Russian President Vladimir Putin discussed the incident on the Azerbaijan-Armenia border with his Azerbaijani counterpart Ilham Aliyev in a telephone talk Wednesday.
The two leaders stressed that they are in favor of resolving this issue through political and diplomatic means, the Kremlin said in a statement.
"The Russian side will continue to mediate and provide advisory assistance aimed at reaching an agreement between Azerbaijan and Armenia on launching the process of delimitation and demarcation of the state border," it said.
Armenia voiced protest after the Azerbaijani army settled certain sites in Lachin and Kalbajar provinces which were liberated from Armenian occupation last year.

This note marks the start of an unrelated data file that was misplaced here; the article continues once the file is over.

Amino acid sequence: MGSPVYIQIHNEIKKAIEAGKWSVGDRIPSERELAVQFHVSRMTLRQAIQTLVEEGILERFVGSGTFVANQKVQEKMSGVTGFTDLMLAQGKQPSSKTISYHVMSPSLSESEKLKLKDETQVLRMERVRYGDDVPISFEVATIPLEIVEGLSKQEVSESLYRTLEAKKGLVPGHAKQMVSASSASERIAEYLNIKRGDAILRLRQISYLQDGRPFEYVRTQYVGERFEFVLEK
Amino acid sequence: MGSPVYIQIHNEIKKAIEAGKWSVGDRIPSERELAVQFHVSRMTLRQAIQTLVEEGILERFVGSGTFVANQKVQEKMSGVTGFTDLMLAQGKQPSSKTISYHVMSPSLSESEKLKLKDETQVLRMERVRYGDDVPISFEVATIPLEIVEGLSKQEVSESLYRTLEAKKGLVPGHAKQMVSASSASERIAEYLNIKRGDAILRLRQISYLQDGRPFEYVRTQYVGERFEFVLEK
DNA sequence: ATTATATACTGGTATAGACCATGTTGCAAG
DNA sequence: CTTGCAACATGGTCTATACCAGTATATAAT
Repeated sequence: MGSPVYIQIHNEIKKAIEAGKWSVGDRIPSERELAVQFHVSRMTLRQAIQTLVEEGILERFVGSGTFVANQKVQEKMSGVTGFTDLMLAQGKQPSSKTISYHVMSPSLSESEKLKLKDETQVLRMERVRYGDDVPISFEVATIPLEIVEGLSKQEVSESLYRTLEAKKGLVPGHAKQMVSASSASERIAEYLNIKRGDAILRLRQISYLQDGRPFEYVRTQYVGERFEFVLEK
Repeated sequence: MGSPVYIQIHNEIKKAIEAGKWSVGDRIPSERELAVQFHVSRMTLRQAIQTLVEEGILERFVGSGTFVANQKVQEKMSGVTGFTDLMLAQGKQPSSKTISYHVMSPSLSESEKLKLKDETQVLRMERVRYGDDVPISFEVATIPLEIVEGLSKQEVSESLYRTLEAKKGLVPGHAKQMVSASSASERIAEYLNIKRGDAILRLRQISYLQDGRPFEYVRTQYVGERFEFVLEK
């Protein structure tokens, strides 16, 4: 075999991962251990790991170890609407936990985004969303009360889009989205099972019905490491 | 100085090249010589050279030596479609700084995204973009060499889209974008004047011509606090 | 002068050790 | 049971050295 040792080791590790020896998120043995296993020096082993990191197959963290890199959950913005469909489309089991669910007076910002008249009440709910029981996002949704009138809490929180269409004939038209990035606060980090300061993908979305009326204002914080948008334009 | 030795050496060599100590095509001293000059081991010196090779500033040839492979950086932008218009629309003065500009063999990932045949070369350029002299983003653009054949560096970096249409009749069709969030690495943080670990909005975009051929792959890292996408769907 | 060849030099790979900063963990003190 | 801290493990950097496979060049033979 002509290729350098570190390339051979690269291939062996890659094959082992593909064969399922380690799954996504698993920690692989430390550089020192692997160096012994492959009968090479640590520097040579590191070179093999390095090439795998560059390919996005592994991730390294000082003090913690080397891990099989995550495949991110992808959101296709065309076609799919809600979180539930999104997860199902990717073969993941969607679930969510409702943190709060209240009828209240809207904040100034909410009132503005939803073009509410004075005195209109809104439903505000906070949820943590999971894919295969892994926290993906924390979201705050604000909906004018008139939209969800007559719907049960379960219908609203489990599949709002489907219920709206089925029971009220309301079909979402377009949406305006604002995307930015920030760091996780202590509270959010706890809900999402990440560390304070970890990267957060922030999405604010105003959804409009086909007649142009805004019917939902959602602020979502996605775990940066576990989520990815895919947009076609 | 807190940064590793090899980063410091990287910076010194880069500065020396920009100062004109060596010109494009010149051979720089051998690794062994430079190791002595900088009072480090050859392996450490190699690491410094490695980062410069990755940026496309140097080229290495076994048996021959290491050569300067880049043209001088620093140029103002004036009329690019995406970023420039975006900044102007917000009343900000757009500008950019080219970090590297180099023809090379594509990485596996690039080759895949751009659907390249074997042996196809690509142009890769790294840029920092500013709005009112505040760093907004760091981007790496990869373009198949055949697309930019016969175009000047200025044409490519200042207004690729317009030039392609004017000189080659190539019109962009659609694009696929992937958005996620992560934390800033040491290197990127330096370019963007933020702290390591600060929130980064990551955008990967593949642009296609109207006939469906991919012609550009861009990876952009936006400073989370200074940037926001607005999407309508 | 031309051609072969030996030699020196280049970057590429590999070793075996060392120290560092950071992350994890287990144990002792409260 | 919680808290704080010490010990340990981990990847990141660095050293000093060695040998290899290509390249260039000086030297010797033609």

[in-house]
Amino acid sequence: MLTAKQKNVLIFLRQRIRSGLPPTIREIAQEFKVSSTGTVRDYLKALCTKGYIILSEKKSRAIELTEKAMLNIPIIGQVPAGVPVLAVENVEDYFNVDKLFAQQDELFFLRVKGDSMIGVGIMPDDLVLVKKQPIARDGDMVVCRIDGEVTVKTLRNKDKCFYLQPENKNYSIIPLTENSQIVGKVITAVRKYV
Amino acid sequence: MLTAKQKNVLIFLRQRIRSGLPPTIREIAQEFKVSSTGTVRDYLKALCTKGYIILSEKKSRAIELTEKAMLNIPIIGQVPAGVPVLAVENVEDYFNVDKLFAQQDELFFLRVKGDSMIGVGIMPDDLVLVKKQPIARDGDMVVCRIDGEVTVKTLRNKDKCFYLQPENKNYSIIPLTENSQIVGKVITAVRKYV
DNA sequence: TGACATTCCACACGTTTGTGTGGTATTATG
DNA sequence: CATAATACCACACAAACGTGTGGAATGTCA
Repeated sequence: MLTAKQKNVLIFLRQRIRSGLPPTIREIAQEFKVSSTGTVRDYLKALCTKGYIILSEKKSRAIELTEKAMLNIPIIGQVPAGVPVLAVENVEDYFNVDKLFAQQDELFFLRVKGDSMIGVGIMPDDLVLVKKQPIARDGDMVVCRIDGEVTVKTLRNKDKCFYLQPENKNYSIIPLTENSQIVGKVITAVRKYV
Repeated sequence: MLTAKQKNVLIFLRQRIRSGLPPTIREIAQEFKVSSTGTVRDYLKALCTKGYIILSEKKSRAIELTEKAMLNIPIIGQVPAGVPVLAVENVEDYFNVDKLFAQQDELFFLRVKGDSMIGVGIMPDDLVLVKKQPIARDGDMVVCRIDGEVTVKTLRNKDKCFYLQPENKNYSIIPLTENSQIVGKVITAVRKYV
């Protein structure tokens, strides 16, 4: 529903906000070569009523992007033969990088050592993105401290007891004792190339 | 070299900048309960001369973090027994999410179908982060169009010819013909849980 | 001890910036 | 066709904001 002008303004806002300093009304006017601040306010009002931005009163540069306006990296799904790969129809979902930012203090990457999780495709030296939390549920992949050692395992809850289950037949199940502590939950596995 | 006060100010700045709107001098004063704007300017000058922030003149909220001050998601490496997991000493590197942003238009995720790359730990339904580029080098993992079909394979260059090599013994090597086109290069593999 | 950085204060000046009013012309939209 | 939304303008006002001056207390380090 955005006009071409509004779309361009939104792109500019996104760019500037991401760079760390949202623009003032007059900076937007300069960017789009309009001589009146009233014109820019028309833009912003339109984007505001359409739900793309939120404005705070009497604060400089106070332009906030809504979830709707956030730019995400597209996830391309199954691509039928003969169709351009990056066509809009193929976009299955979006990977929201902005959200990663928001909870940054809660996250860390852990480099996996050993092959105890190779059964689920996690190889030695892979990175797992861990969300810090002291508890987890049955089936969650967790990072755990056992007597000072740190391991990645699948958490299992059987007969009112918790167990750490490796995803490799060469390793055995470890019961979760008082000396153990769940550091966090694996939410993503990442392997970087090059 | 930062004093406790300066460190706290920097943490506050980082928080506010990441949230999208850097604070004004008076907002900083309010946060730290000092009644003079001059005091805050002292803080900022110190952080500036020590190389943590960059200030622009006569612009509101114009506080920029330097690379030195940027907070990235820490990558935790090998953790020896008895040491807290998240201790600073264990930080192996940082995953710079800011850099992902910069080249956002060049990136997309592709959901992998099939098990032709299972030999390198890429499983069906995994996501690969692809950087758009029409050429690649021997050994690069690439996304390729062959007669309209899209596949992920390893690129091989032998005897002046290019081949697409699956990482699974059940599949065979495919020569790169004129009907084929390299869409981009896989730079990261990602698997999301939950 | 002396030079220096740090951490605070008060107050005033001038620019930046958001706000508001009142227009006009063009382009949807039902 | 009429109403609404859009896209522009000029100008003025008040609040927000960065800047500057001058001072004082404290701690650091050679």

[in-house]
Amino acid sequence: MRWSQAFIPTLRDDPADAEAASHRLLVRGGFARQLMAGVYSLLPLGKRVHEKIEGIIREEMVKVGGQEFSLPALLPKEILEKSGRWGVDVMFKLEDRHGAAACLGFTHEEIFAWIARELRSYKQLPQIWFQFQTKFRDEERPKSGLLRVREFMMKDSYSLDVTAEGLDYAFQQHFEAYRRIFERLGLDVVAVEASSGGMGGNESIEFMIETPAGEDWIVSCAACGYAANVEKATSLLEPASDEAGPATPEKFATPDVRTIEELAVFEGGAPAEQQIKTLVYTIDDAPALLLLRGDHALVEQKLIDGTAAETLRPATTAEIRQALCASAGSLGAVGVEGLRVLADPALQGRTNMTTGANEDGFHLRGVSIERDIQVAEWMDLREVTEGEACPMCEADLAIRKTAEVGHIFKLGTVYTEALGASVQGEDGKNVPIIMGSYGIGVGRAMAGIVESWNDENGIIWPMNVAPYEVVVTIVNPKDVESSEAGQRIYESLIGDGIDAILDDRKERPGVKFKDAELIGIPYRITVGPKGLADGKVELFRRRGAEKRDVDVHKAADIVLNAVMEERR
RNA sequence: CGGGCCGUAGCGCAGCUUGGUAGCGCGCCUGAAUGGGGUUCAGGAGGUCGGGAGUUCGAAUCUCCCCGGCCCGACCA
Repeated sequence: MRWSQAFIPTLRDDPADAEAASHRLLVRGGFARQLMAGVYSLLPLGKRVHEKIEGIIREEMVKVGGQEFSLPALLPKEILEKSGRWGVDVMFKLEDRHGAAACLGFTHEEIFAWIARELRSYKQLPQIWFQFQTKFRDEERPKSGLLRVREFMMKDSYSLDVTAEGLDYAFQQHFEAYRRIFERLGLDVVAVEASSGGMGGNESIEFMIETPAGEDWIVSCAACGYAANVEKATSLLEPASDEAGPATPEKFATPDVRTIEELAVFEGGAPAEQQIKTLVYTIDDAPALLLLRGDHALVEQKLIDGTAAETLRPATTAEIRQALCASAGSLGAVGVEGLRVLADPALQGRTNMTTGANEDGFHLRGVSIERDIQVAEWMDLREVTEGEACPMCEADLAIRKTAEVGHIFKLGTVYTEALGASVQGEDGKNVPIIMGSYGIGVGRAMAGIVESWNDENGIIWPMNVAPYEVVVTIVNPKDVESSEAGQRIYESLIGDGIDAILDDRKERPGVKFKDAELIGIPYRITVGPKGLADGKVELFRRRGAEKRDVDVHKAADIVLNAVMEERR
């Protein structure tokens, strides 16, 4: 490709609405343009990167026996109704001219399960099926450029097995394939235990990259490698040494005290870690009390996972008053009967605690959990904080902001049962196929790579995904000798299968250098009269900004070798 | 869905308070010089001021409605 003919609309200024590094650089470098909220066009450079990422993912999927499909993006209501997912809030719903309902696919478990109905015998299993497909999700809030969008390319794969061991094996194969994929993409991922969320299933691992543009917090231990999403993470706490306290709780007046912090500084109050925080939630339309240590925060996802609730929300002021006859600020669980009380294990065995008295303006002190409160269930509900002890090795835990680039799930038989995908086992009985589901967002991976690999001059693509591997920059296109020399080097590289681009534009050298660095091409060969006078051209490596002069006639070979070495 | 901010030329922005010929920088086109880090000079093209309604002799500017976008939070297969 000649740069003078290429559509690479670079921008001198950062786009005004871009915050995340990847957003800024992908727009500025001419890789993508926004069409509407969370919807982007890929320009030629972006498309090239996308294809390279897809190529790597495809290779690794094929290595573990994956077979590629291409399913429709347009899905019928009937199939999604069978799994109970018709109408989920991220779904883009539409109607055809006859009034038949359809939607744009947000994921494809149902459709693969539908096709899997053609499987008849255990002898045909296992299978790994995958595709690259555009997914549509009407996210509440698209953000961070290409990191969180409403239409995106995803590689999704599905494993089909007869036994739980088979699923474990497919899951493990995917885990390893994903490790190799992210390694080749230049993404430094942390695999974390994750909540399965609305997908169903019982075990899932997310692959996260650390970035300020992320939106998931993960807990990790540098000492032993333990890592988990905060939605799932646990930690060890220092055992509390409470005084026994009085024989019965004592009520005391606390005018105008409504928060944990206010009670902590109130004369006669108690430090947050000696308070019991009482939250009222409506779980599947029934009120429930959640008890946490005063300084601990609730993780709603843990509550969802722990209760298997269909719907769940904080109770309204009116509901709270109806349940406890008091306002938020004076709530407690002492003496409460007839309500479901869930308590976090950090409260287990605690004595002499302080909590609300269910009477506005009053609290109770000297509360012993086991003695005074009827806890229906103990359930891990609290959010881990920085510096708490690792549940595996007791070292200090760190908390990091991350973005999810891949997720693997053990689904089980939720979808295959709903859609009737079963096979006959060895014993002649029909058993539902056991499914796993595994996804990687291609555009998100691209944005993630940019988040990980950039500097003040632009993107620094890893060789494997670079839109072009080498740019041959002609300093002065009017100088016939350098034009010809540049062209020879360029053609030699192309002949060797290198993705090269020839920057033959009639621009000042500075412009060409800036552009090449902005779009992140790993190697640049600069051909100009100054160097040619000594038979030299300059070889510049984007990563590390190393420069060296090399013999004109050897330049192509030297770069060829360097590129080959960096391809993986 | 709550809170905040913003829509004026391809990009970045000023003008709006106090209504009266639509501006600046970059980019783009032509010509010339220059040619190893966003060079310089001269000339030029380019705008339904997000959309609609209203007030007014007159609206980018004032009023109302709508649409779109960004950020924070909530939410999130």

Aliyev said Armenian Prime Minister Nikol Pashinyan "overreacted."
Moscow said it occurred because of the absence of any border for a period of time and suggested that it would help regarding borders delimitation.
Relations between the two former Soviet republics of Armenia and Azerbaijan have been tense since 1991 when the Armenian military occupied Nagorno-Karabakh, also known as Upper Karabakh, a territory internationally recognized as part of Azerbaijan, and seven adjacent regions.
Last year, the conflict escalated again and lasted six weeks, ending up with a Russian-brokered truce.
During that time, Azerbaijan liberated several strategic cities and nearly 300 of its settlements and villages from Armenian occupation. The two countries signed a Russian-brokered agreement on Nov. 10 to end fighting and work toward a comprehensive resolution.
A joint Turkish-Russian center was established to monitor the truce. Russian peacekeeping troops have also been deployed in the region.